Worth It/Not Worth It
One thing you quickly learn in the liquor retail business is that not only do different people have different tastes and preferences for flavor, they also have different thresholds and opinions concerning value. One customer may not want to spend more than $30 on a bottle of whiskey, while another may not want to spend less than $100. If you're not able to effectively communicate value (or whether a whisky is "worth the money") along various price points and levels of quality, then you're not going to be much help to your clientele. You need to be able to see things from various points of view, and if you don't have the requisite experience to do so, then really you're just talking out of your ass. One customer may want detailed tasting notes and to compare pricing with other competitors. Another might care more about the uniqueness of the product, or the exclusivity rather than the price. As one of my customers told me yesterday: "In the end, this is all going to be filtered out by my kidneys and end up in the toilet. I'm literally pissing my money away, so you might as well give me an experience."
There are two words that always need to be included when you use the terms worth it/not worth it: to me. For example, you can tell me that the Whistle Pig "Boss Hog" isn't worth $174.99 to you (and I might even agree with you), but I've got hundreds of other customers who would say otherwise. Why are they willing to pay that much for a 13 year old rye whiskey? Because they think it tastes good and they think the price matches the qualitative level. In my opinion, being an effective retailer doesn't mean you tell people what's good and what isn't (that's for people trying to sell themselves, rather than a bottle of whisky). To me (key words), it's about trying to understand what people want and then giving it to them. To do that, however, you need experience.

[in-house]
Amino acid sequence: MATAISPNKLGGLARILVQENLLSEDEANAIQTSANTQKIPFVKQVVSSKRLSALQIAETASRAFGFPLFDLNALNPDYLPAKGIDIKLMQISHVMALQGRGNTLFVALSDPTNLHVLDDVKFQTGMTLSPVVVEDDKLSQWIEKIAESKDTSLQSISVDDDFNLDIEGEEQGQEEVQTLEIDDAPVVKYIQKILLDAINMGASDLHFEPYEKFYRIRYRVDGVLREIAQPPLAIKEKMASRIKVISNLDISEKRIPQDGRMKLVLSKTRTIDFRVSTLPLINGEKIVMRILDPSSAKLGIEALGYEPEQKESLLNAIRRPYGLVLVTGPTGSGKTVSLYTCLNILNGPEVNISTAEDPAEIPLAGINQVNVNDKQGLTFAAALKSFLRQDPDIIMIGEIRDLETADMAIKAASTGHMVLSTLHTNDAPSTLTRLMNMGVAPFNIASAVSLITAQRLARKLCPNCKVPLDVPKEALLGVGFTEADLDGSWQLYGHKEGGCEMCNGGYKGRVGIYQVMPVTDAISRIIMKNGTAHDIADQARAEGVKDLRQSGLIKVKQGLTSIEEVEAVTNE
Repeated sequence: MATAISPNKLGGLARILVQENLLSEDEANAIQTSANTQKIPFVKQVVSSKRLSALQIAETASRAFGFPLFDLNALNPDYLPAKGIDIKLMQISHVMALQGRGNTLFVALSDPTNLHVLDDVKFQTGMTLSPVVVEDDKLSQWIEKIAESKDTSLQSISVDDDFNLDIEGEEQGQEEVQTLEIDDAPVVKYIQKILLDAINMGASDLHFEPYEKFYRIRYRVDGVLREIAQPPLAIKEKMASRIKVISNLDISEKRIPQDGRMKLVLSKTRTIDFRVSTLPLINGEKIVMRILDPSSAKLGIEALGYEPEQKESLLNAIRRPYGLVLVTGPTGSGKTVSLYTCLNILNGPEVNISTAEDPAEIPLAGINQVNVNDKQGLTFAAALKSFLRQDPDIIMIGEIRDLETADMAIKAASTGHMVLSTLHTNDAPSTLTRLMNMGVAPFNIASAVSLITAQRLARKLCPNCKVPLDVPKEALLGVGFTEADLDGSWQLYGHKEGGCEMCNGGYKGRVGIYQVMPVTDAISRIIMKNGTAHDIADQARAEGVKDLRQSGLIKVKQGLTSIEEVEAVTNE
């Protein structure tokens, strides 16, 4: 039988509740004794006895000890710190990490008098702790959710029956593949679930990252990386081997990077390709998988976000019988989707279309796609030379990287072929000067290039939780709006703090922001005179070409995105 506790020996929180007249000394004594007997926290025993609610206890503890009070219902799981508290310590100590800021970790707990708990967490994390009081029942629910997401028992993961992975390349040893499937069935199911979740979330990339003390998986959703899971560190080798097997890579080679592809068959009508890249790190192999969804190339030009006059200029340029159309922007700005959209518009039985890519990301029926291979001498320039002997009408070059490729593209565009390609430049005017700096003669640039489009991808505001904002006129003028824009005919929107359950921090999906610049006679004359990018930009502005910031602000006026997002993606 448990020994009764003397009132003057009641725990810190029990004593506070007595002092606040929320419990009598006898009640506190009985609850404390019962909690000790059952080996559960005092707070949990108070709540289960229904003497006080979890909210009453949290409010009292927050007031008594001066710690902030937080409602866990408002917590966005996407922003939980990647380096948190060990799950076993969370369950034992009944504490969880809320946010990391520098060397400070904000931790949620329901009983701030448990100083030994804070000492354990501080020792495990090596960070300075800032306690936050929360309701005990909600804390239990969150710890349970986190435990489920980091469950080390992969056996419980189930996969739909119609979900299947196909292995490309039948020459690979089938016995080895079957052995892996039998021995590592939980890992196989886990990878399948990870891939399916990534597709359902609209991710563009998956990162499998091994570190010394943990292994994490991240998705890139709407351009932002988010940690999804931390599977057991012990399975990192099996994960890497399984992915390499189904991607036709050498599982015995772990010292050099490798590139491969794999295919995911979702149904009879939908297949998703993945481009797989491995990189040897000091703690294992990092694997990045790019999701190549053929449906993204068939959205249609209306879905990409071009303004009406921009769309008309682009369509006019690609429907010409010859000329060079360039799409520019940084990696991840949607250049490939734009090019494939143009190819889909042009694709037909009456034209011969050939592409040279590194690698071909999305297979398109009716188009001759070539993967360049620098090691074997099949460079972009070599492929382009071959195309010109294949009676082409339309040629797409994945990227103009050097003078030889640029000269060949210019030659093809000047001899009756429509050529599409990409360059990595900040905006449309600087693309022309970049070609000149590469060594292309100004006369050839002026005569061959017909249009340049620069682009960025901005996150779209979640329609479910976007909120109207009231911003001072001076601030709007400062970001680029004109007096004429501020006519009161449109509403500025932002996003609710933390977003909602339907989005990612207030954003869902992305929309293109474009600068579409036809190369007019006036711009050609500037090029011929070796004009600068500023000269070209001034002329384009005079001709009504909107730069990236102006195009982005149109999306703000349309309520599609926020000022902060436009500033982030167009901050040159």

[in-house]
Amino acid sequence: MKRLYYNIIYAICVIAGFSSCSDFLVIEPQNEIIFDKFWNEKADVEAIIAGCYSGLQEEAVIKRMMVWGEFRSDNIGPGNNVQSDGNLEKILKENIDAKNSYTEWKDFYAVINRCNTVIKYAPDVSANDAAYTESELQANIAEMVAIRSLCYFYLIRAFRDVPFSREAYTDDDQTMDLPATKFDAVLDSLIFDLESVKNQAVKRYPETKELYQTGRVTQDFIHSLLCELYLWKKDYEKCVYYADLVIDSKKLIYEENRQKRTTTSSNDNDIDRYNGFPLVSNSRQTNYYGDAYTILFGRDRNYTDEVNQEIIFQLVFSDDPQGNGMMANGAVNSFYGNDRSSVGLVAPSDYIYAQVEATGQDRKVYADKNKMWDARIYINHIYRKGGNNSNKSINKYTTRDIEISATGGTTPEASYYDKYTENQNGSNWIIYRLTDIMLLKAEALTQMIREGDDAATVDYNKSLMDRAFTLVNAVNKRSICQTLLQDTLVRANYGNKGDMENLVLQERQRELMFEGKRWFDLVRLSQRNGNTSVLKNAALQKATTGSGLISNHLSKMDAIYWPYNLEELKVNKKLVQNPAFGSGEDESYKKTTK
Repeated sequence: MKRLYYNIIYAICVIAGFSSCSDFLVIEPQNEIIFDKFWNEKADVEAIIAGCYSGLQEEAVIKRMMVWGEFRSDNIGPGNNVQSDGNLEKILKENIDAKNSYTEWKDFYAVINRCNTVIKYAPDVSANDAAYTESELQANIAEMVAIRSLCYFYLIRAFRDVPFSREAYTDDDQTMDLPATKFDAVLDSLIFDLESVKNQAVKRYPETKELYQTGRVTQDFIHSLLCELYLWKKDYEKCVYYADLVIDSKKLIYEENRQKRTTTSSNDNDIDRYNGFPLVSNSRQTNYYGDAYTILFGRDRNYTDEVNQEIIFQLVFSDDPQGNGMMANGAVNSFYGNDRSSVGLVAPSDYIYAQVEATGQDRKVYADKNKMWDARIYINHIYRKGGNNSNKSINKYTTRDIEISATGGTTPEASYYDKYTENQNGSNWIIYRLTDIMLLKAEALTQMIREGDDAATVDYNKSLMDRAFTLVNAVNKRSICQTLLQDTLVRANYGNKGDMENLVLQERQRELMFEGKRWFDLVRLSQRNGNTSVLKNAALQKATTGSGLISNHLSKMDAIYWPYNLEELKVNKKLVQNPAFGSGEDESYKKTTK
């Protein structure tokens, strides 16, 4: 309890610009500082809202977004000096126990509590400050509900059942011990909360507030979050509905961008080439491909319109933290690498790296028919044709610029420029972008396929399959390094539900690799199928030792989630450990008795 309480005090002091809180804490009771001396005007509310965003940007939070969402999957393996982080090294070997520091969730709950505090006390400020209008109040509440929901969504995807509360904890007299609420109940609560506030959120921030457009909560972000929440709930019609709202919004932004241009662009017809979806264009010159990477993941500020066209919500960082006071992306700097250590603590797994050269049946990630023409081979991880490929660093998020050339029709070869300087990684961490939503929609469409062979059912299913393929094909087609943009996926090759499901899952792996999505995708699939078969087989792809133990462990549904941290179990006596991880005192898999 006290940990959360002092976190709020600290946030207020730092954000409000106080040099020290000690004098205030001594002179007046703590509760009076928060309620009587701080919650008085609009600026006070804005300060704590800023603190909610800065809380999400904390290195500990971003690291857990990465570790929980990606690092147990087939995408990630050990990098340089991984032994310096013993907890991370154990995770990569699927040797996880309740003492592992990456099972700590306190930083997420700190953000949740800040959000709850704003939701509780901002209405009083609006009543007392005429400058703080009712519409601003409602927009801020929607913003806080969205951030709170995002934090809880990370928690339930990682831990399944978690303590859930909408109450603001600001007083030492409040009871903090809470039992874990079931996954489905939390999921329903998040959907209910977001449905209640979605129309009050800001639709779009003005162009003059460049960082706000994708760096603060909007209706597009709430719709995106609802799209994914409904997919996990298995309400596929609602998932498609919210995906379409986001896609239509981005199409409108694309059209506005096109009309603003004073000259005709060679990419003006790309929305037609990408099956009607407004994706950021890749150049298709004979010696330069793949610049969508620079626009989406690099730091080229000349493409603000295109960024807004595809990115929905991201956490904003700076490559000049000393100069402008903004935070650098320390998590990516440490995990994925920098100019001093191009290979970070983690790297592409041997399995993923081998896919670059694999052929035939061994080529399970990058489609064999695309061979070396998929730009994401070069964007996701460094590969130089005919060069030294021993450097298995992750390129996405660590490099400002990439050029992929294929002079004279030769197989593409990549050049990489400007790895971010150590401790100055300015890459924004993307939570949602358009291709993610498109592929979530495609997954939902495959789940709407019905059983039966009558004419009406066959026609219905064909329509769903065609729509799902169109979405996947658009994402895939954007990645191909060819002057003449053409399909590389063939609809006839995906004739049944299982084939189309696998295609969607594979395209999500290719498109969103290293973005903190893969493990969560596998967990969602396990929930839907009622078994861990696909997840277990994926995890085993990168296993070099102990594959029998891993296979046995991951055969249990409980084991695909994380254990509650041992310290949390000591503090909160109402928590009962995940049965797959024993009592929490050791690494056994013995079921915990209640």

When I was in Paris a few weeks ago, I had just finished up lunch with my wife at Pret a Manger at the end of Champs Elysée, when we stumbled upon this placard. When I say we had "just finished up lunch", I mean we had stopped eating literally two minutes before walking across the street and noticing the Maison de la Truffe.
"Oh shit," I said to my wife. "I've never really had truffles before and I want to."
"We can come back tomorrow, right?" she said.
"No, there's no time. We either do it now, or we don't do it,"
"But we just ate."
"Can you eat again?"
"Look who you're talking to."
So we went in and had a second lunch, mere minutes after finishing our first one. I wanted the experience of ordering a $75 bowl of risotto. Why? Because I wanted to know what freshly-shaved black truffles tasted like. If you don't know, then you can't effectively tell customers which wines would pair best with a truffle menu, now can you?
Was it worth it? Totally, because now I know, and as I once learned from G.I. Joe in front of the TV every Saturday morning, "knowing is half the battle" in the retail gig. The other half is translating that knowledge into a recommendation that your customer will ultimately enjoy.